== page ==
Pirate University, our 2007 Vacation Bible School, will be in session next week, June 25-29, 9:00 to noon.
Each day, 60-80 children, entering kindergarten through fifth grade, will meet in the sanctuary, now transformed into a pirate ship with the help of some sails on loan from Bob Simmons. After a morning meeting with Captain Nick Sparrow as master of ceremonies and Captain Calebarbossa in charge of music and games, the kids will break up by age groups and take turns attending one of four different sites on each of the first four days. Pastor Ann helped plan the week's events and will help at one of the sites, and Lori Shero is VBS Director.
Never a small project, this year's VBS was made more difficult by the need to create all of the materials and lessons from scratch, rather than using one of the store-bought, canned curriculum sets as we have in the past.
"We did it all, all out of our creative team's heads," Lori said. "It's just going to teach them how to be good pirates."
The Wilson family is writing a serial drama for Pirate University, and they will also take the lead in performing it. About 20 people will work all five days, not counting others who helped beforehand or have smaller jobs. And many church members contributed small toys and other prizes.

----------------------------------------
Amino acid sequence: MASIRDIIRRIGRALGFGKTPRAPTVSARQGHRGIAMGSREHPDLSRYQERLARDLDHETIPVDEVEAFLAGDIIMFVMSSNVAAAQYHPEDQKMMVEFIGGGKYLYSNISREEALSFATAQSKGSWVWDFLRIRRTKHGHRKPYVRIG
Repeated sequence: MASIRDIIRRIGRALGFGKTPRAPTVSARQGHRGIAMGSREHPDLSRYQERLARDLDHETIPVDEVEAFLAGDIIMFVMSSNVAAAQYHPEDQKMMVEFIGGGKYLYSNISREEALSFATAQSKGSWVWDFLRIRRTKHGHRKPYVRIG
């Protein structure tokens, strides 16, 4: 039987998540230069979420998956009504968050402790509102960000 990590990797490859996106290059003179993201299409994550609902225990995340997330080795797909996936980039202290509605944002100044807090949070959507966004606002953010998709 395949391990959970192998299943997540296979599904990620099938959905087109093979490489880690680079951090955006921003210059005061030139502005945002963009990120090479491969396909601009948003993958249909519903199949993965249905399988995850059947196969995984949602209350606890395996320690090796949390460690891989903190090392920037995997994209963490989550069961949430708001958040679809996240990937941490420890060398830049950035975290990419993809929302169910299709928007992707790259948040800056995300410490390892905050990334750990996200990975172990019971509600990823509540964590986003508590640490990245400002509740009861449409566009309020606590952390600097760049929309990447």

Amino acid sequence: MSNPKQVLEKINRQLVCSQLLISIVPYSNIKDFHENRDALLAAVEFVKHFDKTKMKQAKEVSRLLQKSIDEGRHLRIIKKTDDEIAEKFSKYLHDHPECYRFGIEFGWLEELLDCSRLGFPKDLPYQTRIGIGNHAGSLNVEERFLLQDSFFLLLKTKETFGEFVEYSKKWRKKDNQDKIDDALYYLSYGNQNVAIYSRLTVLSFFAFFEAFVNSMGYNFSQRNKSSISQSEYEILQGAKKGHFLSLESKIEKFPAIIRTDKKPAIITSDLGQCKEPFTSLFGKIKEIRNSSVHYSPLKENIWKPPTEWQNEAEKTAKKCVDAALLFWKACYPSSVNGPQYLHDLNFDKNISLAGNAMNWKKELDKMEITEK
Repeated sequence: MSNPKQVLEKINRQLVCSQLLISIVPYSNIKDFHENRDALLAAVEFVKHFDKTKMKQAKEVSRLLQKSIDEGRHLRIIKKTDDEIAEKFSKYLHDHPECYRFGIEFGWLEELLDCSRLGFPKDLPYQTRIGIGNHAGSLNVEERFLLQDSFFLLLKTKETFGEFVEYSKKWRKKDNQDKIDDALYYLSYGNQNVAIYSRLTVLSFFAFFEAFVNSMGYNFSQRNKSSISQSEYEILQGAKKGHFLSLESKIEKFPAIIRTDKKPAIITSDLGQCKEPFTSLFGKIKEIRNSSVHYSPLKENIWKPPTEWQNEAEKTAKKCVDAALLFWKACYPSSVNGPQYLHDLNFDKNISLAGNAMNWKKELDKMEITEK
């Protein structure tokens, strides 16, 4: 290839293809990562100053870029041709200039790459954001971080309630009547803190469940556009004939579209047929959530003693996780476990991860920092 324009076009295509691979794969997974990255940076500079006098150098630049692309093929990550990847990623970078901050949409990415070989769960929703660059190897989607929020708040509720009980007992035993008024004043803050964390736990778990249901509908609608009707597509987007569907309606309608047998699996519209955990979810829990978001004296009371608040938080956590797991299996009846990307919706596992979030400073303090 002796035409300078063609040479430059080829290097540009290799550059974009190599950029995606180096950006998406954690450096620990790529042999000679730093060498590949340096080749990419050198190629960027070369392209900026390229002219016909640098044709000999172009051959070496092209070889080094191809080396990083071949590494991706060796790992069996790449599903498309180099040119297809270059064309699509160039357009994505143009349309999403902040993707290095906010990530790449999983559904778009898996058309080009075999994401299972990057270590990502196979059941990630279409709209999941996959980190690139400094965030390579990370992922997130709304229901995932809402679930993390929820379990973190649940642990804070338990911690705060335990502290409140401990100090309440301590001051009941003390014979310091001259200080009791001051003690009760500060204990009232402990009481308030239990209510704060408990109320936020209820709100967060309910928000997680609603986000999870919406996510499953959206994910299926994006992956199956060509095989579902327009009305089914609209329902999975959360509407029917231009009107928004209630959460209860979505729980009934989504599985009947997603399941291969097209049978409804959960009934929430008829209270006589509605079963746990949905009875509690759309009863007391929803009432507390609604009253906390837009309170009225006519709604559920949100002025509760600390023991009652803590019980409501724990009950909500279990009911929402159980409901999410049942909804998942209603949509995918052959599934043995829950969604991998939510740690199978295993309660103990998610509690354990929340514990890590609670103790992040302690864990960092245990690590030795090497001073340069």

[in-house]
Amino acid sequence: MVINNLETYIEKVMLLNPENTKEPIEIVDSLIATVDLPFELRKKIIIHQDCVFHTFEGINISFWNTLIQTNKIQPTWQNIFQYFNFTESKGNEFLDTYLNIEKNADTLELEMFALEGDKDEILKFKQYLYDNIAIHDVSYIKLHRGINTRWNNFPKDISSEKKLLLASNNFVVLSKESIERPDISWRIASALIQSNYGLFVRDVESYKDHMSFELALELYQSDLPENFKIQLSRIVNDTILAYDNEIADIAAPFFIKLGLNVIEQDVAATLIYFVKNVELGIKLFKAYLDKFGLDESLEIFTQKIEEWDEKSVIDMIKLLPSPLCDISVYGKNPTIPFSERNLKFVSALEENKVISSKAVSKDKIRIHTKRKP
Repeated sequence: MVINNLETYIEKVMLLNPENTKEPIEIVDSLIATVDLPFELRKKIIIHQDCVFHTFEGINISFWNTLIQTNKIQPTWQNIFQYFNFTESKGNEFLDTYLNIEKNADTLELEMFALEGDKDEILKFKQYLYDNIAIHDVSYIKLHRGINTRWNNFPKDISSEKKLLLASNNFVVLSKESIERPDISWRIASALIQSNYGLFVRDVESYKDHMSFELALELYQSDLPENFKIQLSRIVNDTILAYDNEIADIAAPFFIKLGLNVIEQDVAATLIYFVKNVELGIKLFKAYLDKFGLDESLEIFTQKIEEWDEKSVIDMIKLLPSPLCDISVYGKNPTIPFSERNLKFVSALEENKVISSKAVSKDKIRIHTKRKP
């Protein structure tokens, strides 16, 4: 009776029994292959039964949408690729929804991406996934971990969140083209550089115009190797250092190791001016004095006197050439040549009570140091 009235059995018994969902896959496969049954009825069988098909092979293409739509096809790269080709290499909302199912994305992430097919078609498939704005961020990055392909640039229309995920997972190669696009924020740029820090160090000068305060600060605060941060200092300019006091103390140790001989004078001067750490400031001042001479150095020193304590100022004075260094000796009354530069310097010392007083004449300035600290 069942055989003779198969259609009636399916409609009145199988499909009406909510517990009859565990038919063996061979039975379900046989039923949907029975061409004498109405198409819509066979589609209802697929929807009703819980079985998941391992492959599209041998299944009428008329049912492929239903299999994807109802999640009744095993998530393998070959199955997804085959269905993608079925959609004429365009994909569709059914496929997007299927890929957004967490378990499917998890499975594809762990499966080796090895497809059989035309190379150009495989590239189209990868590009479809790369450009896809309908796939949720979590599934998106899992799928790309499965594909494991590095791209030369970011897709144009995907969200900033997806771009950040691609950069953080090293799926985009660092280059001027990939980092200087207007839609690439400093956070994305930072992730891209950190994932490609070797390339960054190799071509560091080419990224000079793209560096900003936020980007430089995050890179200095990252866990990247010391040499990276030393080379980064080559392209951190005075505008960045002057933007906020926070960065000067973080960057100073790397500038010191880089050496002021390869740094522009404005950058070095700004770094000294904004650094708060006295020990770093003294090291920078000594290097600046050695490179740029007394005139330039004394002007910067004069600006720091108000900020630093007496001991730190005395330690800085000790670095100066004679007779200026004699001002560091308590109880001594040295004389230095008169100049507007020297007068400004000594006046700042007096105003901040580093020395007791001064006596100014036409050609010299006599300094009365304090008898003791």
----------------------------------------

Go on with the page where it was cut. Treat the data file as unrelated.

"We are delighted with the volunteers we have," Ann said. "They are capable. Many are veterans of VBS in other years."
On the first four days, each age group will learn about one of the University's four piratical virtues: courage, teamwork, kindness, and following directions. The teamwork site has a salvation message, but because many of the young pirates will already know Christ, all sites will have value for Christian kids as well. On the last day, instead of breaking up, the kids will participate in a "pirate fair" together, including a treasure hunt at Rotary Park, the finale of the drama, and the handing out of the final loot.
"Pray for each of the kids that come," Lori asked. "Some of them don't know what they're going to be hearing. Pray for them to extend what they hear to their families."